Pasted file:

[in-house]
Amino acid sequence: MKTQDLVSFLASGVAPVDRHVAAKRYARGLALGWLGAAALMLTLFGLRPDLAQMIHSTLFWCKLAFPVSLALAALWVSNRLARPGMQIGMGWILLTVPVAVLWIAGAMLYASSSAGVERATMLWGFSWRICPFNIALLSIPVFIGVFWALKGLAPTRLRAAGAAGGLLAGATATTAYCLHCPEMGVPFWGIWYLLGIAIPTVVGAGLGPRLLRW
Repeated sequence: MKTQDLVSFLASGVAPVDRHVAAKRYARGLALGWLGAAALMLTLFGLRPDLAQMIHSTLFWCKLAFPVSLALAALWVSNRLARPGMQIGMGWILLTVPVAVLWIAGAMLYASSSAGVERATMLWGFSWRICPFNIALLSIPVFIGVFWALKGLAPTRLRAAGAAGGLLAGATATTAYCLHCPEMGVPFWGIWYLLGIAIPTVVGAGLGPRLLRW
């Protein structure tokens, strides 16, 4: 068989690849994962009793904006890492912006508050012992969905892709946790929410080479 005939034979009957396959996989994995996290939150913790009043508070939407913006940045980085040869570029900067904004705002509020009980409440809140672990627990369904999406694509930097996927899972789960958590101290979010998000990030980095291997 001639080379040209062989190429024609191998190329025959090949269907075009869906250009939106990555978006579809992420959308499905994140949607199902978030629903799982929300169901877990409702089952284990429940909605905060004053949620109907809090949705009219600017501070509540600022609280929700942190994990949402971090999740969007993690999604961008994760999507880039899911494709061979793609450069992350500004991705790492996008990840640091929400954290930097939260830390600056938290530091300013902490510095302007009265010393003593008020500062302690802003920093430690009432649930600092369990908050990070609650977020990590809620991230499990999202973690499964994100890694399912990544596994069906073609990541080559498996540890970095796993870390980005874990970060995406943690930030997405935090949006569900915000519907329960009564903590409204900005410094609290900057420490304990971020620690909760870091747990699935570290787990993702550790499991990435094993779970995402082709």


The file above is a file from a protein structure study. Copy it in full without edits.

[in-house]
Amino acid sequence: MKTQDLVSFLASGVAPVDRHVAAKRYARGLALGWLGAAALMLTLFGLRPDLAQMIHSTLFWCKLAFPVSLALAALWVSNRLARPGMQIGMGWILLTVPVAVLWIAGAMLYASSSAGVERATMLWGFSWRICPFNIALLSIPVFIGVFWALKGLAPTRLRAAGAAGGLLAGATATTAYCLHCPEMGVPFWGIWYLLGIAIPTVVGAGLGPRLLRW
Repeated sequence: MKTQDLVSFLASGVAPVDRHVAAKRYARGLALGWLGAAALMLTLFGLRPDLAQMIHSTLFWCKLAFPVSLALAALWVSNRLARPGMQIGMGWILLTVPVAVLWIAGAMLYASSSAGVERATMLWGFSWRICPFNIALLSIPVFIGVFWALKGLAPTRLRAAGAAGGLLAGATATTAYCLHCPEMGVPFWGIWYLLGIAIPTVVGAGLGPRLLRW
């Protein structure tokens, strides 16, 4: 068989690849994962009793904006890492912006508050012992969905892709946790929410080479 005939034979009957396959996989994995996290939150913790009043508070939407913006940045980085040869570029900067904004705002509020009980409440809140672990627990369904999406694509930097996927899972789960958590101290979010998000990030980095291997 001639080379040209062989190429024609191998190329025959090949269907075009869906250009939106990555978006579809992420959308499905994140949607199902978030629903799982929300169901877990409702089952284990429940909605905060004053949620109907809090949705009219600017501070509540600022609280929700942190994990949402971090999740969007993690999604961008994760999507880039899911494709061979793609450069992350500004991705790492996008990840640091929400954290930097939260830390600056938290530091300013902490510095302007009265010393003593008020500062302690802003920093430690009432649930600092369990908050990070609650977020990590809620991230499990999202973690499964994100890694399912990544596994069906073609990541080559498996540890970095796993870390980005874990970060995406943690930030997405935090949006569900915000519907329960009564903590409204900005410094609290900057420490304990971020620690909760870091747990699935570290787990993702550790499991990435094993779970995402082709």